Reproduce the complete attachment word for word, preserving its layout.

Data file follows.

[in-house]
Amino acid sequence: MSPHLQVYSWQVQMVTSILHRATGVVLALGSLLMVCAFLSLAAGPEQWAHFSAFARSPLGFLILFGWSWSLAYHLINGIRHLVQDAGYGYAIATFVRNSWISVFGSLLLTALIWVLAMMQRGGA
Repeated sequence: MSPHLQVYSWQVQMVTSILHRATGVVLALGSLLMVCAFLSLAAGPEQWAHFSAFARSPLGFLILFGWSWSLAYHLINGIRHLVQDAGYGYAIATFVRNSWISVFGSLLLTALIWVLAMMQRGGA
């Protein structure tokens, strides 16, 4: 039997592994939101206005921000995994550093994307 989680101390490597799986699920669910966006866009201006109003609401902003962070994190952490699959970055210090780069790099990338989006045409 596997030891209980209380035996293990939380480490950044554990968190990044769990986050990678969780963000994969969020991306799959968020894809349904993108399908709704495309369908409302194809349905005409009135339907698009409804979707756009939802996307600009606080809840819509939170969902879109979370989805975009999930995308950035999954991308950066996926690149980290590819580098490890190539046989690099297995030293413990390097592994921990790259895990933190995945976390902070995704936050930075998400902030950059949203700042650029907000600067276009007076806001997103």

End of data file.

[in-house]
Amino acid sequence: MSPHLQVYSWQVQMVTSILHRATGVVLALGSLLMVCAFLSLAAGPEQWAHFSAFARSPLGFLILFGWSWSLAYHLINGIRHLVQDAGYGYAIATFVRNSWISVFGSLLLTALIWVLAMMQRGGA
Repeated sequence: MSPHLQVYSWQVQMVTSILHRATGVVLALGSLLMVCAFLSLAAGPEQWAHFSAFARSPLGFLILFGWSWSLAYHLINGIRHLVQDAGYGYAIATFVRNSWISVFGSLLLTALIWVLAMMQRGGA
């Protein structure tokens, strides 16, 4: 039997592994939101206005921000995994550093994307 989680101390490597799986699920669910966006866009201006109003609401902003962070994190952490699959970055210090780069790099990338989006045409 596997030891209980209380035996293990939380480490950044554990968190990044769990986050990678969780963000994969969020991306799959968020894809349904993108399908709704495309369908409302194809349905005409009135339907698009409804979707756009939802996307600009606080809840819509939170969902879109979370989805975009999930995308950035999954991308950066996926690149980290590819580098490890190539046989690099297995030293413990390097592994921990790259895990933190995945976390902070995704936050930075998400902030950059949203700042650029907000600067276009007076806001997103």